I believe living a good life is not the end result of only one kind of engagement, or the obtaining of some particular goal. Indeed, there are a number of requirements for living a good life, one which is that you must be of service to others.  Dr. Martin Luther King said: “Life’s most persistent and urgent question is what are you doing for others?”

One my sheroes—you know, for every hero out there, there is at least one shero—one of the sheroes, the great African American educator Dr. Mary McLeod Bethune, said this: “It is fine to climb to the top, but you must lift others as you climb.” Caesar Chavez, the exemplary Chicano leader, once said: “Our ambitions must be broad enough to include the aspirations and needs of others, for their sakes and for our own.” The great humanitarian Elie Wiesel has said: “Our lives do not belong to us alone. Our lives also belong to those who need us the most.”

I strongly believe that another requirement for living the good life is that you must respect and indeed celebrate human diversity. There is a Chinese saying that speaks to the beauty of human diversity with these words: “One flower never makes a spring.” The Native American people, the Sioux, say this: “With all beings and all things we shall be king.” The value of gender equity is captured in one of my favorite sayings: “We women hold up half of the sky.”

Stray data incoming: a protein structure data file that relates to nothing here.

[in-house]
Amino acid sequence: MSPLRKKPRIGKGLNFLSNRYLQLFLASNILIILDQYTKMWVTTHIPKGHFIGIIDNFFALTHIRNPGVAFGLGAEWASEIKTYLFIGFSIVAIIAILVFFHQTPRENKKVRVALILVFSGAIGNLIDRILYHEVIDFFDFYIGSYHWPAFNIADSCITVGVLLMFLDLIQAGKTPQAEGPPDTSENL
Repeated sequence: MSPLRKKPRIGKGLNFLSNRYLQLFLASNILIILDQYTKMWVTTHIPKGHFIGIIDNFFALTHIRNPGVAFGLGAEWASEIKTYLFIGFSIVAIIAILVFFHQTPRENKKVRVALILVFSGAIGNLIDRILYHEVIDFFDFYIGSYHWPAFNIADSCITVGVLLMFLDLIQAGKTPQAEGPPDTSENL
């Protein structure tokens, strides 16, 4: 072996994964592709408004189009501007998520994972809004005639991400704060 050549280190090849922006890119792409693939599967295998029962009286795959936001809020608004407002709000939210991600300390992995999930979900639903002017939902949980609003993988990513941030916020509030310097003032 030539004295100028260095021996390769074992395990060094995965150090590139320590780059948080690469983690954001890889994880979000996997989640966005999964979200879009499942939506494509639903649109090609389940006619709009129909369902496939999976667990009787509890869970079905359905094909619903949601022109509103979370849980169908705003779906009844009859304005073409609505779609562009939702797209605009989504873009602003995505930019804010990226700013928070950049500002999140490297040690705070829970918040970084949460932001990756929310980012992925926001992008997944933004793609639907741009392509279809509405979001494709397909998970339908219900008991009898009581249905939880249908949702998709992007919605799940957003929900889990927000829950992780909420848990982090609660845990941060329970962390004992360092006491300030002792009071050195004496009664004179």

Another one of my sheroes, Audre Lorde, who always described herself as a black feminist lesbian mother warrior poet, offered these profound words: “It is not our differences, it is our silence about our differences that harms us.” And Helen Keller, an amazing social activist who was deaf and blind from the age of 10 months, once said: “Each of us is blind and deaf until our eyes are opened to our fellow man and woman, until our ears hear the voices of humanity.”